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Jakarta attacks: terror hits our neighbours

Australian experts are advocating for building stronger relationships with Indonesia after the Jakarta bombings, inspired by ISIS earlier this month, claimed eight lives, including four civilians.

Ross Taylor, president of the Indonesian Institute in Perth, told The Point Magazine the Jakarta attacks, although disturbing, came as no surprise to many Indonesians abroad and here in Australia.

 “Certainly for Australians here from an Indonesian background who are engaged with Indonesia, it’s a combination of outrage but also there was a degree inevitability that this was going to happen. In that context sadly it didn’t come as an immense surprise. That’s a view that’s shared by a large portion of the community,” Taylor said.

He said that while Australian and Indonesian intelligence sharing has been a success, that relationship needs to be extended at a government and community level.

“In the last two or three years the Indonesian national police have prevented dozens of planned terror related attacks and some of those have included Bali. The reason why they have not been successful is largely due to intelligence sharing with Australian authorities. After the Bali bombings the local authorities came down hard and the relationship with Australia helped a lot.”

Taylor said the Australian media also has a part to play in helping establish a stronger relationship with Indonesia.

He said Australian media and social media coverage surrounding the attacks displayed a notable ignorance of Indonesian affairs.

Most Australians are not only disengaged with Indonesia at a political awareness level, but have an appalling understanding of them not only as a nation but also the people and their culture. That’s the real challenge... for us to become more aware and involved.”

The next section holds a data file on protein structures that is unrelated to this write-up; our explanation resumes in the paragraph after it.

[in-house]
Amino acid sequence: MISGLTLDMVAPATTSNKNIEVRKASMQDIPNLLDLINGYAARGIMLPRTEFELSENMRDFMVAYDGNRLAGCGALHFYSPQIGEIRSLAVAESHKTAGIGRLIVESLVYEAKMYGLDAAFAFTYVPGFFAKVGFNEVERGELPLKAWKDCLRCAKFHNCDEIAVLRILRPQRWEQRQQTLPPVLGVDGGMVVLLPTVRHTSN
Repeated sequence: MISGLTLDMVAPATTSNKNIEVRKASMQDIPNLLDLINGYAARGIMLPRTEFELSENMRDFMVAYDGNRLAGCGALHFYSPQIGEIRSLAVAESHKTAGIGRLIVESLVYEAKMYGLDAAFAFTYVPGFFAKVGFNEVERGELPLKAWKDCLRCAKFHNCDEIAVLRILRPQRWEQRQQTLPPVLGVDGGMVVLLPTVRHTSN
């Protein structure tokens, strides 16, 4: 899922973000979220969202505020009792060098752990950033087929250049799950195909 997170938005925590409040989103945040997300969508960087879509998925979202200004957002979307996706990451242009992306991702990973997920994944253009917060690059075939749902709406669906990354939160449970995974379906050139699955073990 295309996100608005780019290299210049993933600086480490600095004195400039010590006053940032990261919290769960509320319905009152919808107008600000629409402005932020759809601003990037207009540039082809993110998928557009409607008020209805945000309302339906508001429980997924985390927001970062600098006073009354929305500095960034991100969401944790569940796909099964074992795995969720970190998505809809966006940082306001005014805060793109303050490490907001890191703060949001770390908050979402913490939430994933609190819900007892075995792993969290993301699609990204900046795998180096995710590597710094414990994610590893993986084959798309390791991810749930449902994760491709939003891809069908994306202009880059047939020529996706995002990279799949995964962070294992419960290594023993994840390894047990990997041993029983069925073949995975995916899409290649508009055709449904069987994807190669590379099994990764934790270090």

“Most Australians are not only disengaged with Indonesia at a political awareness level, but have an appalling understanding of them not only as a nation but also a the people and their culture. That’s the real challenged is for us to become more aware and involved.”

– Ross Taylor, President of the Indonesian Institute

Taylor said that after the Bali attacks, extremists splintered into smaller groups with limited expertise and reduced capability to engage in terrorist attacks.

He said all that might change once foreign fighters return to Indonesia from Syria and Iraq, bringing new skills with them.

 Dr Rohan Gunaratna, Head of International Centre for Political Violence and Terrorism Research in Singapore, told The Point Magazine the Jakarta attacks are part of a growing ideology in the region.

 “To be honest we could have seen a larger death toll on the Jakarta attacks, but those who committed the attacks were amateurs and had they had the right expertise it could have been worse.  When jihadists start coming back home quite possibly they will bring with them bomb making expertise and strategic planning of how to carry them out.”

“The leader of Jamaat Islamiah Abu Bakr Bashir, today supports ISIS. The threat in Indonesia and across South East Asia has grown several folds (since the Bali bombing). As South East Asia is in Australia’s immediate neighbourhood the development of ISIS centric threat landscape including the establishment of ISIS satellite in the Philippines and in Indonesia will present a serious threat to the stability and security of Australia.”